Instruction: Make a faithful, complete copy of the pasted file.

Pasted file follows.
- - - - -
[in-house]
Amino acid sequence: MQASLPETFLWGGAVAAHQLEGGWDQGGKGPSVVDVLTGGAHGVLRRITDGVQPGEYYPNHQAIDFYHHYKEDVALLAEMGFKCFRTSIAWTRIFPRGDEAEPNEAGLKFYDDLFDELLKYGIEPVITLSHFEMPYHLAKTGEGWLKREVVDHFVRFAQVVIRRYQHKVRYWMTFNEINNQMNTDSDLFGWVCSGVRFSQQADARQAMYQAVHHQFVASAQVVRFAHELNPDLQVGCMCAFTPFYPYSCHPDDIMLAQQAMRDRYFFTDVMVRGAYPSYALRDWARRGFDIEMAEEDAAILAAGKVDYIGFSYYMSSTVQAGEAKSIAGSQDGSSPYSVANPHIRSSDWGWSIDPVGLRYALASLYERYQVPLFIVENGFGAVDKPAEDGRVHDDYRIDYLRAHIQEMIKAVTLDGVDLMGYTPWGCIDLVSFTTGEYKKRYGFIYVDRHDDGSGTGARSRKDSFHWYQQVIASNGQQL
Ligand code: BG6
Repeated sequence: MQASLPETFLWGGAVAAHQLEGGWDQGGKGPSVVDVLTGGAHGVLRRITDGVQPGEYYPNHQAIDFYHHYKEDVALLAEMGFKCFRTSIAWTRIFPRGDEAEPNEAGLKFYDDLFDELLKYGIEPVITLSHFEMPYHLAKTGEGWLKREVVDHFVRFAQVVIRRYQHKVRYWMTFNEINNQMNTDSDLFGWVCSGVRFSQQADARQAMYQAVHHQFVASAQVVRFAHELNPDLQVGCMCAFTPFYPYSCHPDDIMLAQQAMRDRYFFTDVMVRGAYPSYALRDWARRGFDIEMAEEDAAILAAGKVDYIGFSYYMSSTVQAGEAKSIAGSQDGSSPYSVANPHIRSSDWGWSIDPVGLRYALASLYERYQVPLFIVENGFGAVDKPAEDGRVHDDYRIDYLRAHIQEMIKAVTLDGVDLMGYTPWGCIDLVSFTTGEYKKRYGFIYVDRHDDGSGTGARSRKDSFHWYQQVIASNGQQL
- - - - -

[in-house]
Amino acid sequence: MQASLPETFLWGGAVAAHQLEGGWDQGGKGPSVVDVLTGGAHGVLRRITDGVQPGEYYPNHQAIDFYHHYKEDVALLAEMGFKCFRTSIAWTRIFPRGDEAEPNEAGLKFYDDLFDELLKYGIEPVITLSHFEMPYHLAKTGEGWLKREVVDHFVRFAQVVIRRYQHKVRYWMTFNEINNQMNTDSDLFGWVCSGVRFSQQADARQAMYQAVHHQFVASAQVVRFAHELNPDLQVGCMCAFTPFYPYSCHPDDIMLAQQAMRDRYFFTDVMVRGAYPSYALRDWARRGFDIEMAEEDAAILAAGKVDYIGFSYYMSSTVQAGEAKSIAGSQDGSSPYSVANPHIRSSDWGWSIDPVGLRYALASLYERYQVPLFIVENGFGAVDKPAEDGRVHDDYRIDYLRAHIQEMIKAVTLDGVDLMGYTPWGCIDLVSFTTGEYKKRYGFIYVDRHDDGSGTGARSRKDSFHWYQQVIASNGQQL
Ligand code: BG6
Repeated sequence: MQASLPETFLWGGAVAAHQLEGGWDQGGKGPSVVDVLTGGAHGVLRRITDGVQPGEYYPNHQAIDFYHHYKEDVALLAEMGFKCFRTSIAWTRIFPRGDEAEPNEAGLKFYDDLFDELLKYGIEPVITLSHFEMPYHLAKTGEGWLKREVVDHFVRFAQVVIRRYQHKVRYWMTFNEINNQMNTDSDLFGWVCSGVRFSQQADARQAMYQAVHHQFVASAQVVRFAHELNPDLQVGCMCAFTPFYPYSCHPDDIMLAQQAMRDRYFFTDVMVRGAYPSYALRDWARRGFDIEMAEEDAAILAAGKVDYIGFSYYMSSTVQAGEAKSIAGSQDGSSPYSVANPHIRSSDWGWSIDPVGLRYALASLYERYQVPLFIVENGFGAVDKPAEDGRVHDDYRIDYLRAHIQEMIKAVTLDGVDLMGYTPWGCIDLVSFTTGEYKKRYGFIYVDRHDDGSGTGARSRKDSFHWYQQVIASNGQQL